No one can say I wasn’t warned.
What seemed like mere moments after the official end of ‘summer’, the sage warnings about how miserable and lonely London becomes post Christmas and New Year’s started flooding in. It’s dark, cold and wet, they said, with no more Christmas parties and no one will want to do anything fun because they will be broke (or should i say ‘skint’) and doing dry January. The list seemed a little bit endless and, quite frankly, a little over dramatic. And don’t get me started on Blue Monday.
But what can I say: they weren’t entirely wrong.
Even after only a few days in London, you start to notice that you can find these red cycles practically everywhere. And for only £2, they’re not only easy and accessible, but also dirt cheap to borrow for a short while. Personally, I’m not
crazy brave enough to attempt to cycle on the streets of London, so exploring a large park area seemed like a good alternative.
I picked up my cycle from Hyde Park Corner and then, somewhat awkwardly, was on my way. Not really having an idea where I was going and still yet to really have my London bearings, perhaps the most distracting part of the ride was trying to ignore the voices in my head screaming “You should be wearing a helmet!” – a compulsory component of bike riding in Melbourne.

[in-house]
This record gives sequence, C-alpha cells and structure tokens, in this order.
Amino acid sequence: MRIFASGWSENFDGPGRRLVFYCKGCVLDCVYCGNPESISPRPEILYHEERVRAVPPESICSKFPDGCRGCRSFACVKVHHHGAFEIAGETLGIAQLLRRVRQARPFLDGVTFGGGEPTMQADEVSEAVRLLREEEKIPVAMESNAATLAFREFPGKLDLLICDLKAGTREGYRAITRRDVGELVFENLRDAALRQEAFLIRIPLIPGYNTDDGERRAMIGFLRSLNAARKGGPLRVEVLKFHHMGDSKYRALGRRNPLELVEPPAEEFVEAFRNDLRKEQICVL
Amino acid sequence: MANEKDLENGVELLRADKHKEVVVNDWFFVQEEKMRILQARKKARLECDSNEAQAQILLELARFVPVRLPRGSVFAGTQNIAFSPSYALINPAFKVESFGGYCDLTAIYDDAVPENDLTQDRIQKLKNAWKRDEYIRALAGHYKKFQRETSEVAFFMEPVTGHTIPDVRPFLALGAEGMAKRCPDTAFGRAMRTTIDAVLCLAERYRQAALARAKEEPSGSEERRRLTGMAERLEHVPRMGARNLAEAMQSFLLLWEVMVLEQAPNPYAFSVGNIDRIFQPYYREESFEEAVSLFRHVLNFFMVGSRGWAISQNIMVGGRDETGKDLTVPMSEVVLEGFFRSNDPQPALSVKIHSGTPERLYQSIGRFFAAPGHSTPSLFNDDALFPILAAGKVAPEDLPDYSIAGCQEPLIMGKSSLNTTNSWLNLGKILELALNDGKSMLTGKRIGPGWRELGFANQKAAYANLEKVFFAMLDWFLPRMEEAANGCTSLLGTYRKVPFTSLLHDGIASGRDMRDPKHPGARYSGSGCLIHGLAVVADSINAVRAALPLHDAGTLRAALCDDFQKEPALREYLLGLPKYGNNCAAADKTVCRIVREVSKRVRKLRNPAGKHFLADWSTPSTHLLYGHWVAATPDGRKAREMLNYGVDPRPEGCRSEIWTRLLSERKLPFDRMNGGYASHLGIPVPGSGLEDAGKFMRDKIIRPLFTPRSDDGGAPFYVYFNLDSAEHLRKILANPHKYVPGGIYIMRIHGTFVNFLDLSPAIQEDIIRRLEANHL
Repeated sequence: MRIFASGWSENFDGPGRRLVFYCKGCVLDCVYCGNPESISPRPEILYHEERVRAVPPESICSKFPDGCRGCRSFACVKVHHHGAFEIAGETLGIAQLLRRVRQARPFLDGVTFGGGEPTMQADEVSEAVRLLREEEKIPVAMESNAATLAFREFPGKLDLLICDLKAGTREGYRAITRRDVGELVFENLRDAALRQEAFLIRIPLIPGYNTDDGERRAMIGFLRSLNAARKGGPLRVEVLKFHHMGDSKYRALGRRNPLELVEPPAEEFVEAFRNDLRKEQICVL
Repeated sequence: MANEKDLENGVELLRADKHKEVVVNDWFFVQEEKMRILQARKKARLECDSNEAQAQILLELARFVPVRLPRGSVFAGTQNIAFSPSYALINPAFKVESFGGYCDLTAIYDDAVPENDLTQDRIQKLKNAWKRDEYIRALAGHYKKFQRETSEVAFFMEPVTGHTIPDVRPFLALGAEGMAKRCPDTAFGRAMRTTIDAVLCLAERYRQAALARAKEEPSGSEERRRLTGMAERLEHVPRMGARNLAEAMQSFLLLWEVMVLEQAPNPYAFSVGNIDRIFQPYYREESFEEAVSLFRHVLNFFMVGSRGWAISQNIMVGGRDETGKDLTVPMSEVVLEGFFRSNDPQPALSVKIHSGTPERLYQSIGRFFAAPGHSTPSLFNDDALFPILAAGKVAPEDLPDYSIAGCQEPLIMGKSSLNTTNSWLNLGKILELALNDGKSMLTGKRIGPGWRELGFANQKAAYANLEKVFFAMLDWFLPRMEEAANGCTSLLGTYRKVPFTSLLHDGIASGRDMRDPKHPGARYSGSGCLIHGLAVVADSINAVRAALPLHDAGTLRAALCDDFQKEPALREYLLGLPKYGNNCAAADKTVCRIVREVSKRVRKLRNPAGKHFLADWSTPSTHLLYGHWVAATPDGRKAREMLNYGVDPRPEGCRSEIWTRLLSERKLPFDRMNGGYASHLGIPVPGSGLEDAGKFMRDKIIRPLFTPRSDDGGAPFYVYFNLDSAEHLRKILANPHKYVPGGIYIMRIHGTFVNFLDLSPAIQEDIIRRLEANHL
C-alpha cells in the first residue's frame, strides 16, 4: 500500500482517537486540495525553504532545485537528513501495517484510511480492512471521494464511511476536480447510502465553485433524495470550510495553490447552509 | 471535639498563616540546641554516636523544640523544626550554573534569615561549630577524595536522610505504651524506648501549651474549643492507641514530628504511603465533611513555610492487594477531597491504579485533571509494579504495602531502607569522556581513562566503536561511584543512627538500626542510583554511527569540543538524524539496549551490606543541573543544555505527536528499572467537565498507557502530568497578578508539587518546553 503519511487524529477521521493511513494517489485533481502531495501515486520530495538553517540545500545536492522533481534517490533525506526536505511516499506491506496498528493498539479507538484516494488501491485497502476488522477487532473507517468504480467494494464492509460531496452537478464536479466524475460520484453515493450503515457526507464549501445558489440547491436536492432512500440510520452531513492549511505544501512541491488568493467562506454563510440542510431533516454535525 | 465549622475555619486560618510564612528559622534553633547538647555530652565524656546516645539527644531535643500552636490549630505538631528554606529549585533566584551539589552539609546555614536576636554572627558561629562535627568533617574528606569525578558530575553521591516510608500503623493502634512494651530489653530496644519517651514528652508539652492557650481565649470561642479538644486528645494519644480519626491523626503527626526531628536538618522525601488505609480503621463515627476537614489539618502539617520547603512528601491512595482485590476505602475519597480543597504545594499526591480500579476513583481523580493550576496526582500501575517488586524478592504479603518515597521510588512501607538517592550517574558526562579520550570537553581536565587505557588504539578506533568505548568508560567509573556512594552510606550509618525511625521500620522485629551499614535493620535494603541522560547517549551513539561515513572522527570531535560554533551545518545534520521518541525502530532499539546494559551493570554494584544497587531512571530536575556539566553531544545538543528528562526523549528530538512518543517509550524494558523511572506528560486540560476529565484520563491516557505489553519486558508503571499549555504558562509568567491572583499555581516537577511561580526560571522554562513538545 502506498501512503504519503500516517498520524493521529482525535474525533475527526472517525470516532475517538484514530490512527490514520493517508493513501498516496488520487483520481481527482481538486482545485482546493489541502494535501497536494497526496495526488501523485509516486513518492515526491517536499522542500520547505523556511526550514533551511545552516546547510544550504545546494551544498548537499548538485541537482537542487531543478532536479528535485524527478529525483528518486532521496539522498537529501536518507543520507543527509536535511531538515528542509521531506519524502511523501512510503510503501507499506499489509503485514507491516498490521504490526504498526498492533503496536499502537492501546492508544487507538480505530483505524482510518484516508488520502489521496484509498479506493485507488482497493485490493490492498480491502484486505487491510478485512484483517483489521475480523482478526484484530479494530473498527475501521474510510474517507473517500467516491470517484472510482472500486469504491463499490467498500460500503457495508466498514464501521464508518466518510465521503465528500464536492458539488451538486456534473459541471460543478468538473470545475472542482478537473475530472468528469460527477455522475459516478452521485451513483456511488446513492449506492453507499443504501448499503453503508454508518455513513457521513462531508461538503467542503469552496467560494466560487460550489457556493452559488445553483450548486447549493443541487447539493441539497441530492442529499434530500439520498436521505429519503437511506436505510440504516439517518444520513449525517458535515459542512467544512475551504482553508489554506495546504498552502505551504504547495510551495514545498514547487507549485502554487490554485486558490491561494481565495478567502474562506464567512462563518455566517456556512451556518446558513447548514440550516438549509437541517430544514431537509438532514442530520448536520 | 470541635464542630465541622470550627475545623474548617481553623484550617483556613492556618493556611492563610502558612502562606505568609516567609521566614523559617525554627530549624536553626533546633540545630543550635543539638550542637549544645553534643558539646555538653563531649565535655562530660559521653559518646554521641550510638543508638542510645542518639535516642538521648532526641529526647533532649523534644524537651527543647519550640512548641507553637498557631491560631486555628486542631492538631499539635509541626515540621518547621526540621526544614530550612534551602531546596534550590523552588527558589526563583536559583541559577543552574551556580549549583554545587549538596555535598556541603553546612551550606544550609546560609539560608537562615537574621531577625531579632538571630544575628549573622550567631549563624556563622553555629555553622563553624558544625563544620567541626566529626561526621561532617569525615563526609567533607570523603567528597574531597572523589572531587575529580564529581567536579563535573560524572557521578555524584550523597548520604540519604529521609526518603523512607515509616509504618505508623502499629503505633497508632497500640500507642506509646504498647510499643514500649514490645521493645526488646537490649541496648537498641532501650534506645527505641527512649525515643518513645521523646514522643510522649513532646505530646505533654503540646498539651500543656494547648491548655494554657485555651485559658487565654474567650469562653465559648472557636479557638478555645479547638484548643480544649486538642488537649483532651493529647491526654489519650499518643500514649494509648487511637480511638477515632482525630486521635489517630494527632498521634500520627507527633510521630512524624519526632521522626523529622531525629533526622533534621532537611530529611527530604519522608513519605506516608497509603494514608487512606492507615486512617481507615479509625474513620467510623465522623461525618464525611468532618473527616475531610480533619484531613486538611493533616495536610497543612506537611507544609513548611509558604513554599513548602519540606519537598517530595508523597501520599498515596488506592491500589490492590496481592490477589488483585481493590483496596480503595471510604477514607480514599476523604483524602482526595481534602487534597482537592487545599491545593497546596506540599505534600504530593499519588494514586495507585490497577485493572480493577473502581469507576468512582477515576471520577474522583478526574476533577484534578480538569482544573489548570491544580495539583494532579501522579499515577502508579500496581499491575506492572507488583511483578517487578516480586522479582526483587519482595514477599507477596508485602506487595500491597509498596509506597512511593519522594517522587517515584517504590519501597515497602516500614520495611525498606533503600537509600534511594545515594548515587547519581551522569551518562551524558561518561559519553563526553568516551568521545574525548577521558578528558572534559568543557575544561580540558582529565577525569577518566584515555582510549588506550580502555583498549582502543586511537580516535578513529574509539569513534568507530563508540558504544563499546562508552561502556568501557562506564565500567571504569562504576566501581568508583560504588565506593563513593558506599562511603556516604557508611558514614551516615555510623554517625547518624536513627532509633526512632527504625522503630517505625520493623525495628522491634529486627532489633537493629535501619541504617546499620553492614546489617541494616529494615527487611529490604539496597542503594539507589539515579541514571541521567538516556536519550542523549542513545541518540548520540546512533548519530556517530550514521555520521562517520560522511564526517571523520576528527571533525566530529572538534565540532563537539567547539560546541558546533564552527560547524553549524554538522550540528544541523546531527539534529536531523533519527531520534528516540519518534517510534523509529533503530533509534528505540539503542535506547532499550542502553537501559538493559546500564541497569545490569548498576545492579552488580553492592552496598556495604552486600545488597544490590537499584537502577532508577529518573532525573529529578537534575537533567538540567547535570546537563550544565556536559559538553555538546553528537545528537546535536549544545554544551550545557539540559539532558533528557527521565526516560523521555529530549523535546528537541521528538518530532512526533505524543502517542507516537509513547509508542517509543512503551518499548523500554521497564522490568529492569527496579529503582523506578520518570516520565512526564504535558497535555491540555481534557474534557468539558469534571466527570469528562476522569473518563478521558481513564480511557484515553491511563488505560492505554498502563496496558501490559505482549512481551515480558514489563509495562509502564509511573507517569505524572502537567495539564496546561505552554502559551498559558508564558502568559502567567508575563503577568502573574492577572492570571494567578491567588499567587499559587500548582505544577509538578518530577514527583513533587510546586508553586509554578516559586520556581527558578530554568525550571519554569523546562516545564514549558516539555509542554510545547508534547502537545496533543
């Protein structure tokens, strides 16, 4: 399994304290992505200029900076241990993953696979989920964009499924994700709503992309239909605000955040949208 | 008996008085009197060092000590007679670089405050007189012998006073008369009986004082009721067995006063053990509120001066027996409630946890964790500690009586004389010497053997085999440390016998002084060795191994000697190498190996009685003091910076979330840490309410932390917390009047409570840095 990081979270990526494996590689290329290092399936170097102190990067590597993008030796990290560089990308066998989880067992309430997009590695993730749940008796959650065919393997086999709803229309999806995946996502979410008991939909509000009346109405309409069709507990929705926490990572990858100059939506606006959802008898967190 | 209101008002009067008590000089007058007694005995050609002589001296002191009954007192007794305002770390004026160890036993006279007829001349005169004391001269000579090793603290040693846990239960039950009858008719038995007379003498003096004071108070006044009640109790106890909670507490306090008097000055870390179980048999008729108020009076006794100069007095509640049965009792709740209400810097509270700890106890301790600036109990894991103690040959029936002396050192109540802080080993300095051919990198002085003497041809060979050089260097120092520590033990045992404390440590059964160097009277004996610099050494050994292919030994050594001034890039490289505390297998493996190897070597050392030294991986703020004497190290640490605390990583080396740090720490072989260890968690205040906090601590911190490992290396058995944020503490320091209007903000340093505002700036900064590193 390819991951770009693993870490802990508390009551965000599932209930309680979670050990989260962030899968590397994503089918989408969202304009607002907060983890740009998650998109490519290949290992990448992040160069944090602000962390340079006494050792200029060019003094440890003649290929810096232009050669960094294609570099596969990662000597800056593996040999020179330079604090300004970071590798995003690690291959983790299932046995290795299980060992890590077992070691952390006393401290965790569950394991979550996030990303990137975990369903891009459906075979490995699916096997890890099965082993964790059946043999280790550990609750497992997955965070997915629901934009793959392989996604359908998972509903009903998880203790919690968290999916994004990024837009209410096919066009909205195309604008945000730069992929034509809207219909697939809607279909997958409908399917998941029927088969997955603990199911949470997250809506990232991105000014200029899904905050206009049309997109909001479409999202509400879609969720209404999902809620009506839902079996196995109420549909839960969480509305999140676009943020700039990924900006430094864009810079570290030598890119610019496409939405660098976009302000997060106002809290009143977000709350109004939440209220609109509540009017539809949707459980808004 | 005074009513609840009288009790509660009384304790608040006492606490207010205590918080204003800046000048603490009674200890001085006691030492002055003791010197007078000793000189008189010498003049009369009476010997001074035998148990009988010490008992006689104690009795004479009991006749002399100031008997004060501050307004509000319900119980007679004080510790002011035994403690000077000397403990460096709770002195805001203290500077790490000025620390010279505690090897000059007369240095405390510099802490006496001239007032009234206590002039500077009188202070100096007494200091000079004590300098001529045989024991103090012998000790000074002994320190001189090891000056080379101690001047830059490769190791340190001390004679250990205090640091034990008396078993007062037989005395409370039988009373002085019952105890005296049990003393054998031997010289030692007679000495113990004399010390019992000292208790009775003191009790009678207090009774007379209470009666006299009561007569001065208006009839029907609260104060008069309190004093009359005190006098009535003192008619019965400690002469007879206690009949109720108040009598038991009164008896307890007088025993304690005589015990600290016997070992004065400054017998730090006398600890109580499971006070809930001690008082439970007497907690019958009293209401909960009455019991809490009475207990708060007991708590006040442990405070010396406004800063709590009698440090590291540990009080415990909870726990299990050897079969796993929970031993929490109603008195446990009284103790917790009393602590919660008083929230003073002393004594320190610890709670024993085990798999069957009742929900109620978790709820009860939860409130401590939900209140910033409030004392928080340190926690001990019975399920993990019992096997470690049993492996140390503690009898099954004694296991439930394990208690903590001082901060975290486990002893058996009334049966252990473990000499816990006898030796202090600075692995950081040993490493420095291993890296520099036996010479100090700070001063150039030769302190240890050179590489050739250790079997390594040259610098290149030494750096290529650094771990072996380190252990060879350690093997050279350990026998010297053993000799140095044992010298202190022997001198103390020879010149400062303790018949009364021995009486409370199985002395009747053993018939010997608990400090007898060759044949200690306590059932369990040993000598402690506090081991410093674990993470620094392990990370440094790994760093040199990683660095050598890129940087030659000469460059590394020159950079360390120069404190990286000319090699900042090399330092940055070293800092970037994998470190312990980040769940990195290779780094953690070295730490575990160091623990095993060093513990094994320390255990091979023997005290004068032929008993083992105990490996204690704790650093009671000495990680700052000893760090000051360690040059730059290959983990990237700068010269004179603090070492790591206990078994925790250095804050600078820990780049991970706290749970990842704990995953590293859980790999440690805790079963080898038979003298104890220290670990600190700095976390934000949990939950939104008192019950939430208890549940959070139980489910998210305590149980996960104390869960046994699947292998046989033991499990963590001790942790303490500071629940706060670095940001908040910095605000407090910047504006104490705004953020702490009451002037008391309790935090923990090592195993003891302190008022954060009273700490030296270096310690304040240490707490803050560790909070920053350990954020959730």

Hyde Park is perhaps one of the most picturesque parks I’ve ever explored. Having previously only visited during the winter months, I was pleasantly welcomed by green as far as the eye could see. The paths for cycling are fairly flat and, thankfully, wide enough to give even the most rookie cycler plenty space to avoid the meandering pedestrians.
At the end of this little excursion, I still may not know why it’s called a Boris Bike, but I what I do know is that it’s a lovely way to take advantage of a beautiful Spring day in London.
For information on how, when and where to find a Boris Bike near you, our friends at TFL have all the answers.